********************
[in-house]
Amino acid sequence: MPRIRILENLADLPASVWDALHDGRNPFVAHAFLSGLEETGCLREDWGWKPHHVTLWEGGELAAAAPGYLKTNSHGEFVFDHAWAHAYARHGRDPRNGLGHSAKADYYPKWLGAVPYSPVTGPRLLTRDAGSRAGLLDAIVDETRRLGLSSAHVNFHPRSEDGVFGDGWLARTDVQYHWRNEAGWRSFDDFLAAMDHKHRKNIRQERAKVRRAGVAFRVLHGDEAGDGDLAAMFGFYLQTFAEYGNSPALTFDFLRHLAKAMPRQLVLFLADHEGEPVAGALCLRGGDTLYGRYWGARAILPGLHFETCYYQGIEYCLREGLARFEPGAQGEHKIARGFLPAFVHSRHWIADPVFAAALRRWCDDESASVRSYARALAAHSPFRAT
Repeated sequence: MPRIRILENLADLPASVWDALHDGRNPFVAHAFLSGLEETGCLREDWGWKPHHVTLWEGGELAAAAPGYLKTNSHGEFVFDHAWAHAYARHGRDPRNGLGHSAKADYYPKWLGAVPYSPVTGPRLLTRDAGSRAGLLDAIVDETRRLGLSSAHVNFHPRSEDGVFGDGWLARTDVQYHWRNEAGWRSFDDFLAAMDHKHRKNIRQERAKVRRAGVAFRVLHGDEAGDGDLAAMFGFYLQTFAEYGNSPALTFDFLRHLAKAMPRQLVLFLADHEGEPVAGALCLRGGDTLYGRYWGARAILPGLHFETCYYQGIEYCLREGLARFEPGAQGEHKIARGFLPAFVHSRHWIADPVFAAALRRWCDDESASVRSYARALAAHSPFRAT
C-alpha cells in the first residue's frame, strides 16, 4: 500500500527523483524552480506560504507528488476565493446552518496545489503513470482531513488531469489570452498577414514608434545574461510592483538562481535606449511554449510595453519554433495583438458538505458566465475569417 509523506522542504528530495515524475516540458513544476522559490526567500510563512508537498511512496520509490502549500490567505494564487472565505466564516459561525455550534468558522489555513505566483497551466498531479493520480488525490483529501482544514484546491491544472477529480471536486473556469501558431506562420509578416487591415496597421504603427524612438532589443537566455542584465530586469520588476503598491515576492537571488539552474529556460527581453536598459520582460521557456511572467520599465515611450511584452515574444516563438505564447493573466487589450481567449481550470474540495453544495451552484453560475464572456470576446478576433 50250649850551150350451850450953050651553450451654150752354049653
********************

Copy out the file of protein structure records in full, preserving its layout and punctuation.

[in-house]
Amino acid sequence: MPRIRILENLADLPASVWDALHDGRNPFVAHAFLSGLEETGCLREDWGWKPHHVTLWEGGELAAAAPGYLKTNSHGEFVFDHAWAHAYARHGRDPRNGLGHSAKADYYPKWLGAVPYSPVTGPRLLTRDAGSRAGLLDAIVDETRRLGLSSAHVNFHPRSEDGVFGDGWLARTDVQYHWRNEAGWRSFDDFLAAMDHKHRKNIRQERAKVRRAGVAFRVLHGDEAGDGDLAAMFGFYLQTFAEYGNSPALTFDFLRHLAKAMPRQLVLFLADHEGEPVAGALCLRGGDTLYGRYWGARAILPGLHFETCYYQGIEYCLREGLARFEPGAQGEHKIARGFLPAFVHSRHWIADPVFAAALRRWCDDESASVRSYARALAAHSPFRAT
Repeated sequence: MPRIRILENLADLPASVWDALHDGRNPFVAHAFLSGLEETGCLREDWGWKPHHVTLWEGGELAAAAPGYLKTNSHGEFVFDHAWAHAYARHGRDPRNGLGHSAKADYYPKWLGAVPYSPVTGPRLLTRDAGSRAGLLDAIVDETRRLGLSSAHVNFHPRSEDGVFGDGWLARTDVQYHWRNEAGWRSFDDFLAAMDHKHRKNIRQERAKVRRAGVAFRVLHGDEAGDGDLAAMFGFYLQTFAEYGNSPALTFDFLRHLAKAMPRQLVLFLADHEGEPVAGALCLRGGDTLYGRYWGARAILPGLHFETCYYQGIEYCLREGLARFEPGAQGEHKIARGFLPAFVHSRHWIADPVFAAALRRWCDDESASVRSYARALAAHSPFRAT
C-alpha cells in the first residue's frame, strides 16, 4: 500500500527523483524552480506560504507528488476565493446552518496545489503513470482531513488531469489570452498577414514608434545574461510592483538562481535606449511554449510595453519554433495583438458538505458566465475569417 509523506522542504528530495515524475516540458513544476522559490526567500510563512508537498511512496520509490502549500490567505494564487472565505466564516459561525455550534468558522489555513505566483497551466498531479493520480488525490483529501482544514484546491491544472477529480471536486473556469501558431506562420509578416487591415496597421504603427524612438532589443537566455542584465530586469520588476503598491515576492537571488539552474529556460527581453536598459520582460521557456511572467520599465515611450511584452515574444516563438505564447493573466487589450481567449481550470474540495453544495451552484453560475464572456470576446478576433 50250649850551150350451850450953050651553450451654150752354049653